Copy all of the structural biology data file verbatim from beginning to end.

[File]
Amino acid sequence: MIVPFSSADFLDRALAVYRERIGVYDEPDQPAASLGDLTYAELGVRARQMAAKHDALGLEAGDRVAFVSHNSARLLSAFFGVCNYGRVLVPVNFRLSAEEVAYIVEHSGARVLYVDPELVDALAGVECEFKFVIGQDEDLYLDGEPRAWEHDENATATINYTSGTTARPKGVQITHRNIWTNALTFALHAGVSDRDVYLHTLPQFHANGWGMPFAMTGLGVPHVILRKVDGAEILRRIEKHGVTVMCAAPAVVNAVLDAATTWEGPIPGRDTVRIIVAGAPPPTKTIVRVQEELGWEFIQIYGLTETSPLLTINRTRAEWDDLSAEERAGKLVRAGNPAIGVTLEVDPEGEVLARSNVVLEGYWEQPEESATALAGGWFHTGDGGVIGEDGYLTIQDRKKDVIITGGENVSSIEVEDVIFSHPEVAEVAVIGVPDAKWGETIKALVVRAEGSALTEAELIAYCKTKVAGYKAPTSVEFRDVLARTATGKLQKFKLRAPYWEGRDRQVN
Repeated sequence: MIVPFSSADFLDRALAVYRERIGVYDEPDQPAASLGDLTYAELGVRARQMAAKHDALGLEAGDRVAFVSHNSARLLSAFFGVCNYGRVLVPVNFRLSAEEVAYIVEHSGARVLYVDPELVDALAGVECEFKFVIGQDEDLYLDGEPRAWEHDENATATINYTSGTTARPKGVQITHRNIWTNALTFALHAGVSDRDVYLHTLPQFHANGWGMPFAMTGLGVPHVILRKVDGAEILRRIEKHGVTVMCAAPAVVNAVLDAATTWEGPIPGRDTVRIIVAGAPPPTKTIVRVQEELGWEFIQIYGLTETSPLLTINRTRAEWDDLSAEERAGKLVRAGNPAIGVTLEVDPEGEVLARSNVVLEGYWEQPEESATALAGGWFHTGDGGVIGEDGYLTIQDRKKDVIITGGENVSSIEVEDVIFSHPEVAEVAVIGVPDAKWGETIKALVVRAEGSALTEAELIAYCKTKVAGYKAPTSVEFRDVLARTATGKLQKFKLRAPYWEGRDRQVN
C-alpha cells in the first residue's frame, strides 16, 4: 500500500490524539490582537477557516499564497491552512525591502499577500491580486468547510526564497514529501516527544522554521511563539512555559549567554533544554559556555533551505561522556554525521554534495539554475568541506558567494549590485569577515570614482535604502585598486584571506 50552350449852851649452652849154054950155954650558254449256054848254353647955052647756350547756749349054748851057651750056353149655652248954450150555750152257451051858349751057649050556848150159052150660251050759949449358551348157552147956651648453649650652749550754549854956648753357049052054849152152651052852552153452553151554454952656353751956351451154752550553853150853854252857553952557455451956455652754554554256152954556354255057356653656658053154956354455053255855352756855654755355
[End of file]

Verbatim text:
Amino acid sequence: MIVPFSSADFLDRALAVYRERIGVYDEPDQPAASLGDLTYAELGVRARQMAAKHDALGLEAGDRVAFVSHNSARLLSAFFGVCNYGRVLVPVNFRLSAEEVAYIVEHSGARVLYVDPELVDALAGVECEFKFVIGQDEDLYLDGEPRAWEHDENATATINYTSGTTARPKGVQITHRNIWTNALTFALHAGVSDRDVYLHTLPQFHANGWGMPFAMTGLGVPHVILRKVDGAEILRRIEKHGVTVMCAAPAVVNAVLDAATTWEGPIPGRDTVRIIVAGAPPPTKTIVRVQEELGWEFIQIYGLTETSPLLTINRTRAEWDDLSAEERAGKLVRAGNPAIGVTLEVDPEGEVLARSNVVLEGYWEQPEESATALAGGWFHTGDGGVIGEDGYLTIQDRKKDVIITGGENVSSIEVEDVIFSHPEVAEVAVIGVPDAKWGETIKALVVRAEGSALTEAELIAYCKTKVAGYKAPTSVEFRDVLARTATGKLQKFKLRAPYWEGRDRQVN
Repeated sequence: MIVPFSSADFLDRALAVYRERIGVYDEPDQPAASLGDLTYAELGVRARQMAAKHDALGLEAGDRVAFVSHNSARLLSAFFGVCNYGRVLVPVNFRLSAEEVAYIVEHSGARVLYVDPELVDALAGVECEFKFVIGQDEDLYLDGEPRAWEHDENATATINYTSGTTARPKGVQITHRNIWTNALTFALHAGVSDRDVYLHTLPQFHANGWGMPFAMTGLGVPHVILRKVDGAEILRRIEKHGVTVMCAAPAVVNAVLDAATTWEGPIPGRDTVRIIVAGAPPPTKTIVRVQEELGWEFIQIYGLTETSPLLTINRTRAEWDDLSAEERAGKLVRAGNPAIGVTLEVDPEGEVLARSNVVLEGYWEQPEESATALAGGWFHTGDGGVIGEDGYLTIQDRKKDVIITGGENVSSIEVEDVIFSHPEVAEVAVIGVPDAKWGETIKALVVRAEGSALTEAELIAYCKTKVAGYKAPTSVEFRDVLARTATGKLQKFKLRAPYWEGRDRQVN
C-alpha cells in the first residue's frame, strides 16, 4: 500500500490524539490582537477557516499564497491552512525591502499577500491580486468547510526564497514529501516527544522554521511563539512555559549567554533544554559556555533551505561522556554525521554534495539554475568541506558567494549590485569577515570614482535604502585598486584571506 50552350449852851649452652849154054950155954650558254449256054848254353647955052647756350547756749349054748851057651750056353149655652248954450150555750152257451051858349751057649050556848150159052150660251050759949449358551348157552147956651648453649650652749550754549854956648753357049052054849152152651052852552153452553151554454952656353751956351451154752550553853150853854252857553952557455451956455652754554554256152954556354255057356653656658053154956354455053255855352756855654755355